In August 1914 a mere 640 women had a clearly defined wartime role. Ignoring early War Office advice to ‘go home and sit still’, by 1918 hundreds of thousands of women from all corners of the world had lent their individual wills and collective strength to the Allied cause.
As well as becoming nurses, munitions workers, and members of the Land Army, women were also ambulance drivers and surgeons; they served with the Armed Forces; funded and managed their own hospitals within sight and sound of the guns. At least one British woman bore arms, and over a thousand women lost their lives as a direct result of their involvement with the war.
In this insightful talk, Pen and Sword authorVivien Newmanexplores the role of women in the First World War.
The optimism amongst the Western Allies following the defeat of the German armies in Normandy, was dissipated by the failure of Operation Market Garden and the bitter fighting on the borders of the Reich, all of which condemned Europe to another winter at war. In the new year having contained Hitler’s Ardennes offensive and reduced the resulting ‘Bulge’, the Allies concentrated on closing up to the Rhine. In the north, Second Canadian and Ninth US Armies fought through mud and floodwaters to clear the Rhineland’s woods, towns and villages. Their objective was to secure a firm grip on the banks of the, Rhine from where they could mount an assault crossing and envelope the engine of the German war machine, the Ruhr, thus bringing the war in Europe to a close within weeks.
1917 looks like it will become an award-winning blockbuster film, but how accurate is it?
Whilst the story behind the film is not strictly factual, it is based on a number of events that took place in 1917 which have been adapted into one script. Here we try to pick out those events and suggest further reading if you would like to delve deeper into the facts behind the fiction you see on-screen.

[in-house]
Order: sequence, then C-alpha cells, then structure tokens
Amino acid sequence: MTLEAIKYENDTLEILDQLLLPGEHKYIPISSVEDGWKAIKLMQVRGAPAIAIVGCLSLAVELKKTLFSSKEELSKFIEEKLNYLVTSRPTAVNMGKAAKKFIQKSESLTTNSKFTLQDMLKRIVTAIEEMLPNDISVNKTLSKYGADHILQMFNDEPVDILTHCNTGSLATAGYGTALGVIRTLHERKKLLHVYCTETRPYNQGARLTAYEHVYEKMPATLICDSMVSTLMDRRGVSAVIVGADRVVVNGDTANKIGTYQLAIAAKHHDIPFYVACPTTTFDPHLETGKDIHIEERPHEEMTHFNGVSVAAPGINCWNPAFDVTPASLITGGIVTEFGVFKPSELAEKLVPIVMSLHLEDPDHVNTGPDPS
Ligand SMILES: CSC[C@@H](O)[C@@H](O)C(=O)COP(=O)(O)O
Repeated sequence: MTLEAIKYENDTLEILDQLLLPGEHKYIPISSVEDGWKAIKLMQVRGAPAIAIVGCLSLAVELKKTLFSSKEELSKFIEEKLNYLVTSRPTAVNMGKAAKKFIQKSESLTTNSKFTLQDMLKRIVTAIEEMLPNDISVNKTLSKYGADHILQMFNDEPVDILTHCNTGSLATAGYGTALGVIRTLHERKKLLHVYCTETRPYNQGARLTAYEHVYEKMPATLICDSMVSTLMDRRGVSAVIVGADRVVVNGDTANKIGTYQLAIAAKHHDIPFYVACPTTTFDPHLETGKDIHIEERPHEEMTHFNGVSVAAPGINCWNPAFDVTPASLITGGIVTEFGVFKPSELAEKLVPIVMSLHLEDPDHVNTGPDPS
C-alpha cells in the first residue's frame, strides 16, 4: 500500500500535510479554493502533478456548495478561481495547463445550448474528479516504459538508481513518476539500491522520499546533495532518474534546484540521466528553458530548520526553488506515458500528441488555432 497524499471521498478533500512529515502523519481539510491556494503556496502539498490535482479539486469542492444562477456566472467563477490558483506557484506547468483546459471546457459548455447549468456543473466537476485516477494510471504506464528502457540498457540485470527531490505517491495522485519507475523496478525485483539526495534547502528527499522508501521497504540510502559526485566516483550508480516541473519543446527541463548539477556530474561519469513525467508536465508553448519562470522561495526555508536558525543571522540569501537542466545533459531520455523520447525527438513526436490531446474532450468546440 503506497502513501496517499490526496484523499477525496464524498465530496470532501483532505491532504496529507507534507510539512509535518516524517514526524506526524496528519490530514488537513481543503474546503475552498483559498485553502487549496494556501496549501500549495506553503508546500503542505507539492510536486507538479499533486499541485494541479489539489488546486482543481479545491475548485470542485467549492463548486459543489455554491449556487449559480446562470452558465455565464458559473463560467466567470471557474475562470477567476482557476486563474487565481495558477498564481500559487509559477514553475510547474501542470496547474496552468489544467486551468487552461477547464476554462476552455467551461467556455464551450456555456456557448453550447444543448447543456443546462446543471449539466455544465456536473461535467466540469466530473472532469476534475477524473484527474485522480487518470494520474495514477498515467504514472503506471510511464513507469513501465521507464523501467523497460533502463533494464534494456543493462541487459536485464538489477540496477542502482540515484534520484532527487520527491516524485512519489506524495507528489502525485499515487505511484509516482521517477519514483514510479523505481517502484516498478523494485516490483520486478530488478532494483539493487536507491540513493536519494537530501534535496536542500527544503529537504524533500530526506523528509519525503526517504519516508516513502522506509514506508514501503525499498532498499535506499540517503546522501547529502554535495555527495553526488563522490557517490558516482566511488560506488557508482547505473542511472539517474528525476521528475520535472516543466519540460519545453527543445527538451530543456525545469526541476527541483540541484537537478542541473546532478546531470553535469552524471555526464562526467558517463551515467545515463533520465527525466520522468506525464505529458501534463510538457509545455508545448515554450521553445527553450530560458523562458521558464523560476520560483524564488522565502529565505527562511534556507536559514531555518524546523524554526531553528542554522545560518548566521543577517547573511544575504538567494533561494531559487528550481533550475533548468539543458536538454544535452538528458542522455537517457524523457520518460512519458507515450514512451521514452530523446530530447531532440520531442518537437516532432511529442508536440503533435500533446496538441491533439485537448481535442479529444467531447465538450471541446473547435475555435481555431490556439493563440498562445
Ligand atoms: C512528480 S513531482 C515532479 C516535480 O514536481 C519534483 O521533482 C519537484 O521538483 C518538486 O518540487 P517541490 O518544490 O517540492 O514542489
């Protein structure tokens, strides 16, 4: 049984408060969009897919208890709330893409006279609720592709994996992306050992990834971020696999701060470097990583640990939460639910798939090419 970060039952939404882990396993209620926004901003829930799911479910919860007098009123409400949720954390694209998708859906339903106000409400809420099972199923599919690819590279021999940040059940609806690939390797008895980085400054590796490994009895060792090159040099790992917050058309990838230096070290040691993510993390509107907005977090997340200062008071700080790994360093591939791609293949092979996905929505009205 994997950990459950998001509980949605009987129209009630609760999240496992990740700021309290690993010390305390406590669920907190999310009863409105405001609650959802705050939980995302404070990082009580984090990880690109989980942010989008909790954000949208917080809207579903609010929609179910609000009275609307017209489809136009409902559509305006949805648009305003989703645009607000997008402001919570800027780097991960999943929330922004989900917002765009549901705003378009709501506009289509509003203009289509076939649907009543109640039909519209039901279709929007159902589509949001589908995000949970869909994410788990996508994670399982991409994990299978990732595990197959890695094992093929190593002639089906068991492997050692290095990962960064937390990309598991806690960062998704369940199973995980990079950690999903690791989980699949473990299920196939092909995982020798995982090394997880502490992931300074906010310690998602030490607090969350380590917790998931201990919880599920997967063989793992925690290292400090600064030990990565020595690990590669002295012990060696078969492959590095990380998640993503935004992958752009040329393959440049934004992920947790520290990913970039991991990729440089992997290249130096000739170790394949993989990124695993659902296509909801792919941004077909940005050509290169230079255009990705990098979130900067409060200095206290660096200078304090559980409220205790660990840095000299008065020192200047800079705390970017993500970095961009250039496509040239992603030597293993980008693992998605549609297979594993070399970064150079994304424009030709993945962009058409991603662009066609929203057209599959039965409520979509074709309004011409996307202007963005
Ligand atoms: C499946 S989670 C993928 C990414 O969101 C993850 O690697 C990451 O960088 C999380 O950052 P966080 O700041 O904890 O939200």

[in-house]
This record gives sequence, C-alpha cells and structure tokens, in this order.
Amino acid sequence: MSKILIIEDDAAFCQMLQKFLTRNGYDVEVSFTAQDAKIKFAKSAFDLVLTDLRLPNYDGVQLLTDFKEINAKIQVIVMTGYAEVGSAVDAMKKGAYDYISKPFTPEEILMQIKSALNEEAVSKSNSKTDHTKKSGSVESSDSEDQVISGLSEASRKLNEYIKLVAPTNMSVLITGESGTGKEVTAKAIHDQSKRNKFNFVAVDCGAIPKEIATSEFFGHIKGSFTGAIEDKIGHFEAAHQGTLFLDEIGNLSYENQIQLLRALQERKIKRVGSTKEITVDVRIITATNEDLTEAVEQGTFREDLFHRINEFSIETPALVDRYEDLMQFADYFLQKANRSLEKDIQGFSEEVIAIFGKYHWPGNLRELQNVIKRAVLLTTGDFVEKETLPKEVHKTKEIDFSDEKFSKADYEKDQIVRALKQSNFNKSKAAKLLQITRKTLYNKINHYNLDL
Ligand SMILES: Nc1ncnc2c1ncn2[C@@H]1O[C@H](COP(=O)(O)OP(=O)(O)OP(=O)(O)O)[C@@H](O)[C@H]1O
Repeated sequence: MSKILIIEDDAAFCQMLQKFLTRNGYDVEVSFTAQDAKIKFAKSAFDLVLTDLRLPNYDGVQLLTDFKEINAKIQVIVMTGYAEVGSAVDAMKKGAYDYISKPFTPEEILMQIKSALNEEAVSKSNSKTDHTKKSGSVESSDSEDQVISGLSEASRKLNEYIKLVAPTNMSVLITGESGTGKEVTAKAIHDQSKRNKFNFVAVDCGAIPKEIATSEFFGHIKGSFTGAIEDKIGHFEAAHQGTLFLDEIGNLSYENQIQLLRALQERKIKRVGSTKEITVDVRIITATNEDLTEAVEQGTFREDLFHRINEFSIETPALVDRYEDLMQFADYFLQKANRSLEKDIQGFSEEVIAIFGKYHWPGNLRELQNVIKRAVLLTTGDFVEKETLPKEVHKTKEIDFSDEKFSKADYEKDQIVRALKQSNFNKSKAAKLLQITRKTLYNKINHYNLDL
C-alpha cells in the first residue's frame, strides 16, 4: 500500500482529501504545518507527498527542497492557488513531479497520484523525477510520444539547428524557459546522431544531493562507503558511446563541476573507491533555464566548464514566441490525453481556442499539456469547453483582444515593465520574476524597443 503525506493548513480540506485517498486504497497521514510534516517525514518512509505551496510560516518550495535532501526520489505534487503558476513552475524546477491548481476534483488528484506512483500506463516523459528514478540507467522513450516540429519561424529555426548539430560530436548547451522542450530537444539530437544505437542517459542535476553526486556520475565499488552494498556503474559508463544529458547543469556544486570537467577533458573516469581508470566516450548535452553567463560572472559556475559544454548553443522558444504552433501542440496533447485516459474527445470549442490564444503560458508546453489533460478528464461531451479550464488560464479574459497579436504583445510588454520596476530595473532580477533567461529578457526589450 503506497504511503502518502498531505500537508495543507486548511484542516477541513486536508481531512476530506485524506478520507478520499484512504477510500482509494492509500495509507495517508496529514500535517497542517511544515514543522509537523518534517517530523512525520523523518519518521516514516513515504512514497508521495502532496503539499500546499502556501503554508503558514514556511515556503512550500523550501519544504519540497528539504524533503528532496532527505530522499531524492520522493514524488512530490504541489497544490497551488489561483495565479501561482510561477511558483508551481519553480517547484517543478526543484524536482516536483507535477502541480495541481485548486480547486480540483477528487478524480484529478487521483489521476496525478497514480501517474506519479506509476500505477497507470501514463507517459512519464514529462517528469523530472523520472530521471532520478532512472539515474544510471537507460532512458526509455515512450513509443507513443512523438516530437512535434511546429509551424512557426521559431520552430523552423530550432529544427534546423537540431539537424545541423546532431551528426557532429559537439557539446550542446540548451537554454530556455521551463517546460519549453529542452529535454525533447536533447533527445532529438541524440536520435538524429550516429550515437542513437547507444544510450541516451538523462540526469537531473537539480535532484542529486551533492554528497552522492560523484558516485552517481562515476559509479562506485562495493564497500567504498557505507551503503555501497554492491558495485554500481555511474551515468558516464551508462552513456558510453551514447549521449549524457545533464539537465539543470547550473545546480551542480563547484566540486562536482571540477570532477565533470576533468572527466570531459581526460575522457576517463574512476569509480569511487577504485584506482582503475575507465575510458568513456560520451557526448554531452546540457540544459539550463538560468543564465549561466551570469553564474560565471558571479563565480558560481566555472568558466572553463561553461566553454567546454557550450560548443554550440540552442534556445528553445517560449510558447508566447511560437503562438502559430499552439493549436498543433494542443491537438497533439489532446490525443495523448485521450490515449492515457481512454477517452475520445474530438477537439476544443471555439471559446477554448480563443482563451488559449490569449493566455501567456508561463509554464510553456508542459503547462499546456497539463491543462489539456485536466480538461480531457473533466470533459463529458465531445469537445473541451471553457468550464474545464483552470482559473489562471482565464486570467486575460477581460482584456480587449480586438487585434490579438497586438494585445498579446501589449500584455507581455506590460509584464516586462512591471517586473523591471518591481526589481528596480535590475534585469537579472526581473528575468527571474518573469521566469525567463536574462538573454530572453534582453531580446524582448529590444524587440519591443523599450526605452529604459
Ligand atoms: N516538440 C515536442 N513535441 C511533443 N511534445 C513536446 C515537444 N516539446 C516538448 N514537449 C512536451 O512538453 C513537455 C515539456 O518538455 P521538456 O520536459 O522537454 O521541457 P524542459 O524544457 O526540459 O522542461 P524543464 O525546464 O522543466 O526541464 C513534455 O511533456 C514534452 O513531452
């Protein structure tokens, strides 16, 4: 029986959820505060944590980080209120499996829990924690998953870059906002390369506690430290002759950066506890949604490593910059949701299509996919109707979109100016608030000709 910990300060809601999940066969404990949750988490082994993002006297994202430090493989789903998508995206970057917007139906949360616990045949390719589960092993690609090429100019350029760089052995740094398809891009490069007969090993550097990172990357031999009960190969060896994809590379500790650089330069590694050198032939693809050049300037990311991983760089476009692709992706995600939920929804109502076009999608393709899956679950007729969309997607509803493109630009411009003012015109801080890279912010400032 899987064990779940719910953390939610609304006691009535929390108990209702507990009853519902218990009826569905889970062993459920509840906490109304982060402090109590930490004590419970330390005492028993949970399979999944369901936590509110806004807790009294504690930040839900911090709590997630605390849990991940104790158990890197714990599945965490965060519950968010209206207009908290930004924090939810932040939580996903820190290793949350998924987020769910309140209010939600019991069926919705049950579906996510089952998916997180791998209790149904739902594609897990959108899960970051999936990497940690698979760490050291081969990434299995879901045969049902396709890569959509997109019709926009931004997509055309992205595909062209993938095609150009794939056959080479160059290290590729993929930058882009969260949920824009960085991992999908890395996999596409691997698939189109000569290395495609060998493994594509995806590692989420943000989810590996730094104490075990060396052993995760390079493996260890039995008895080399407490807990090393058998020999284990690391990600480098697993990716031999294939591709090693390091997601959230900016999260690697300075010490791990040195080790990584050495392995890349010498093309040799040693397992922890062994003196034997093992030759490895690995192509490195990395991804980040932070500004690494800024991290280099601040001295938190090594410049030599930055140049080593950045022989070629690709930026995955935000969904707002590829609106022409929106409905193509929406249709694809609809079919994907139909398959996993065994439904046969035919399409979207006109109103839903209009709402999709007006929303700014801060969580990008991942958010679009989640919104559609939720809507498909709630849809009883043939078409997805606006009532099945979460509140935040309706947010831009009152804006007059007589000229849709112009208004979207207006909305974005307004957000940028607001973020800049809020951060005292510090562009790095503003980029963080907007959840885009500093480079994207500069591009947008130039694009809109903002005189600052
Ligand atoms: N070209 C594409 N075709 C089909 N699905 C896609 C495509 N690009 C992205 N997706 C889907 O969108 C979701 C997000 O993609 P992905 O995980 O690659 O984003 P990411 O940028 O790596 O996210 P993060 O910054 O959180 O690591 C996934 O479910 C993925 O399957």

The 12th January 2020 mark the 20th anniversary of the lifting of the British Armed Forces ‘gay ban’. Pen and Sword’s new release Fighting with Pride, brings together a selection of LGBTQ servicemen and women who have served in the Armed Forces since the Second World War. Their stories are profoundly moving testaments to their loyalty, their courage on the battlefield, and their unswerving sense of right and wrong.
Today on the blog we have an exclusive look at the Foreword and the 1995 Memorandum from Sir Michael Howard. Later in the week, we will be sharing the chapter The Unsinkable by Lieutenant Commander Craig Jones MBE.
We hope you enjoy this first look at Fighting with Pride, you can order your own copy here.
In this lecture, author Dilip Sarkar relates some of the deeply moving stories of casualties included in his book ‘Arnhem 1944: The Human Tragedy of the Bridge Too Far‘. In the audience are relatives of the Fallen, Sophie Lambrechtsen-ter Horst, daughter of Kate, the ‘Angel of Arnhem’, ‘Flower Children’ Willi Rieken, Ans van Wijke-Hobe and Wim van Zanten, and Arnhem expert Dr Robert Voskuil. The evening was hosted by Sarah Heijse, Director of the Airborne Museum.
Today on the Pen and Sword blog we have an exclusive author interview with Chris Goss. Having retired from the RAF with the rank of Wing Commander, Chris Goss is a regular and highly sought after contributor to major aviation publications in the UK, France and Germany, as well the author of 35 critically acclaimed books covering the air war between 1939 and 1945. Chris completed an MA with Merit in War Studies in 2001.